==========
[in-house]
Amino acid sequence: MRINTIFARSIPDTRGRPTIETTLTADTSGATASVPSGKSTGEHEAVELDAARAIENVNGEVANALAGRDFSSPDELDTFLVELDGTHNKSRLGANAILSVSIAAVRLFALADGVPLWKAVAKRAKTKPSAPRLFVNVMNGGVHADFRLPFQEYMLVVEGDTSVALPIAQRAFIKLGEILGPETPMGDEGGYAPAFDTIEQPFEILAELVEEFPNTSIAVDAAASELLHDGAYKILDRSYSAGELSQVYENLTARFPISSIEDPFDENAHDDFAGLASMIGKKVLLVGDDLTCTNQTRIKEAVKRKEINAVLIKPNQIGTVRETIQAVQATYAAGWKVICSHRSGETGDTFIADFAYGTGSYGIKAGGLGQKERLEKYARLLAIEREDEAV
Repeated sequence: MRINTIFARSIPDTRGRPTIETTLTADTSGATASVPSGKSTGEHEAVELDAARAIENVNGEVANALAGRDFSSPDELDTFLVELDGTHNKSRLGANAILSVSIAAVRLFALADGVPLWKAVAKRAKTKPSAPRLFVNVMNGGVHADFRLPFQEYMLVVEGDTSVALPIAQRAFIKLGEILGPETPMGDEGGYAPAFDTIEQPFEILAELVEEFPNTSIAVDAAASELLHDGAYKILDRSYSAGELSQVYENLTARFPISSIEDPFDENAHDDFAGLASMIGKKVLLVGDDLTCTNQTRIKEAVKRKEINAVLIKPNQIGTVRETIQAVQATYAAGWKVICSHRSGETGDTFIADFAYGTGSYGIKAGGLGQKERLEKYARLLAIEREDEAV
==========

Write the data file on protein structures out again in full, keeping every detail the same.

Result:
[in-house]
Amino acid sequence: MRINTIFARSIPDTRGRPTIETTLTADTSGATASVPSGKSTGEHEAVELDAARAIENVNGEVANALAGRDFSSPDELDTFLVELDGTHNKSRLGANAILSVSIAAVRLFALADGVPLWKAVAKRAKTKPSAPRLFVNVMNGGVHADFRLPFQEYMLVVEGDTSVALPIAQRAFIKLGEILGPETPMGDEGGYAPAFDTIEQPFEILAELVEEFPNTSIAVDAAASELLHDGAYKILDRSYSAGELSQVYENLTARFPISSIEDPFDENAHDDFAGLASMIGKKVLLVGDDLTCTNQTRIKEAVKRKEINAVLIKPNQIGTVRETIQAVQATYAAGWKVICSHRSGETGDTFIADFAYGTGSYGIKAGGLGQKERLEKYARLLAIEREDEAV
Repeated sequence: MRINTIFARSIPDTRGRPTIETTLTADTSGATASVPSGKSTGEHEAVELDAARAIENVNGEVANALAGRDFSSPDELDTFLVELDGTHNKSRLGANAILSVSIAAVRLFALADGVPLWKAVAKRAKTKPSAPRLFVNVMNGGVHADFRLPFQEYMLVVEGDTSVALPIAQRAFIKLGEILGPETPMGDEGGYAPAFDTIEQPFEILAELVEEFPNTSIAVDAAASELLHDGAYKILDRSYSAGELSQVYENLTARFPISSIEDPFDENAHDDFAGLASMIGKKVLLVGDDLTCTNQTRIKEAVKRKEINAVLIKPNQIGTVRETIQAVQATYAAGWKVICSHRSGETGDTFIADFAYGTGSYGIKAGGLGQKERLEKYARLLAIEREDEAV